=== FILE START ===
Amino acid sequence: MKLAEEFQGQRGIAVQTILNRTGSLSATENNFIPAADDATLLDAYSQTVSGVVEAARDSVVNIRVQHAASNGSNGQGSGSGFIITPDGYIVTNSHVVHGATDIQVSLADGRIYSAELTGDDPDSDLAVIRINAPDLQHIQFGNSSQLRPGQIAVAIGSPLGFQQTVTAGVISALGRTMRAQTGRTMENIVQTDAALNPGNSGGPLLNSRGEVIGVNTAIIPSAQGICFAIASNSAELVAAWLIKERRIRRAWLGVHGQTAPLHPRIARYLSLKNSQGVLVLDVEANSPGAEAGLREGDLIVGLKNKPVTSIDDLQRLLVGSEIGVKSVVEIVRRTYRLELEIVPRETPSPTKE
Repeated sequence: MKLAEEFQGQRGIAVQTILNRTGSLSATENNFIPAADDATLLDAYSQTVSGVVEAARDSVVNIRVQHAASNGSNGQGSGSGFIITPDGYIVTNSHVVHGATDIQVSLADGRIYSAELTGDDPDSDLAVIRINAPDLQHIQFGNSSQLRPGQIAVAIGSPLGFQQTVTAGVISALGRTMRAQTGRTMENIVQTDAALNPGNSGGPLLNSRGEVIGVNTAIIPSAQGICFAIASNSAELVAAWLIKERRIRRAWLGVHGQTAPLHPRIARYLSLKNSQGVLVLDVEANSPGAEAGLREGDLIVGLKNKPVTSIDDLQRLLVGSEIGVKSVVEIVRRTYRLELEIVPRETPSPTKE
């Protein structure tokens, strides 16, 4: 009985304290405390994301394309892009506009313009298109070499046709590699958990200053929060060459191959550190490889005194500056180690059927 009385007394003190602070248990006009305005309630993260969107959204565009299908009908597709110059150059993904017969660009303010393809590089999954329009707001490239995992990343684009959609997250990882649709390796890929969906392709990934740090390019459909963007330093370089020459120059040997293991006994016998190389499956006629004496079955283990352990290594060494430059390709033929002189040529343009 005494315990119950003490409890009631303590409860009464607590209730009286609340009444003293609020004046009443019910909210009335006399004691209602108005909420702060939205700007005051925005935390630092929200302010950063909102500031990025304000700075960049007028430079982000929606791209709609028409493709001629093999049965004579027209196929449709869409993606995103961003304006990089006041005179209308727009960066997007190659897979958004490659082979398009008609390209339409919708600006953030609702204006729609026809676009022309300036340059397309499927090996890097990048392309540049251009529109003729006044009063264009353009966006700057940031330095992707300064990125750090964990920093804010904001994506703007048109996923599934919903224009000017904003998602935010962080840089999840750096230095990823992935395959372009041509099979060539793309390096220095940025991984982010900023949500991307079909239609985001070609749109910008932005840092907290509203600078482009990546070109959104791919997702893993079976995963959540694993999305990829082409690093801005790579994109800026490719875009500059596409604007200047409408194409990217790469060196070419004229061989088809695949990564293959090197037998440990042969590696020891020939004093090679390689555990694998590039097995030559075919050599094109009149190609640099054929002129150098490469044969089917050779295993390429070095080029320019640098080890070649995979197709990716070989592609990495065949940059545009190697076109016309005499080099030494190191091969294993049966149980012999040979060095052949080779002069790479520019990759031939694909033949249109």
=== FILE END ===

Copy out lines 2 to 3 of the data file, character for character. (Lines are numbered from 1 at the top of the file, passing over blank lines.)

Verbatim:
Repeated sequence: MKLAEEFQGQRGIAVQTILNRTGSLSATENNFIPAADDATLLDAYSQTVSGVVEAARDSVVNIRVQHAASNGSNGQGSGSGFIITPDGYIVTNSHVVHGATDIQVSLADGRIYSAELTGDDPDSDLAVIRINAPDLQHIQFGNSSQLRPGQIAVAIGSPLGFQQTVTAGVISALGRTMRAQTGRTMENIVQTDAALNPGNSGGPLLNSRGEVIGVNTAIIPSAQGICFAIASNSAELVAAWLIKERRIRRAWLGVHGQTAPLHPRIARYLSLKNSQGVLVLDVEANSPGAEAGLREGDLIVGLKNKPVTSIDDLQRLLVGSEIGVKSVVEIVRRTYRLELEIVPRETPSPTKE
């Protein structure tokens, strides 16, 4: 009985304290405390994301394309892009506009313009298109070499046709590699958990200053929060060459191959550190490889005194500056180690059927 009385007394003190602070248990006009305005309630993260969107959204565009299908009908597709110059150059993904017969660009303010393809590089999954329009707001490239995992990343684009959609997250990882649709390796890929969906392709990934740090390019459909963007330093370089020459120059040997293991006994016998190389499956006629004496079955283990352990290594060494430059390709033929002189040529343009 005494315990119950003490409890009631303590409860009464607590209730009286609340009444003293609020004046009443019910909210009335006399004691209602108005909420702060939205700007005051925005935390630092929200302010950063909102500031990025304000700075960049007028430079982000929606791209709609028409493709001629093999049965004579027209196929449709869409993606995103961003304006990089006041005179209308727009960066997007190659897979958004490659082979398009008609390209339409919708600006953030609702204006729609026809676009022309300036340059397309499927090996890097990048392309540049251009529109003729006044009063264009353009966006700057940031330095992707300064990125750090964990920093804010904001994506703007048109996923599934919903224009000017904003998602935010962080840089999840750096230095990823992935395959372009041509099979060539793309390096220095940025991984982010900023949500991307079909239609985001070609749109910008932005840092907290509203600078482009990546070109959104791919997702893993079976995963959540694993999305990829082409690093801005790579994109800026490719875009500059596409604007200047409408194409990217790469060196070419004229061989088809695949990564293959090197037998440990042969590696020891020939004093090679390689555990694998590039097995030559075919050599094109009149190609640099054929002129150098490469044969089917050779295993390429070095080029320019640098080890070649995979197709990716070989592609990495065949940059545009190697076109016309005499080099030494190191091969294993049966149980012999040979060095052949080779002069790479520019990759031939694909033949249109």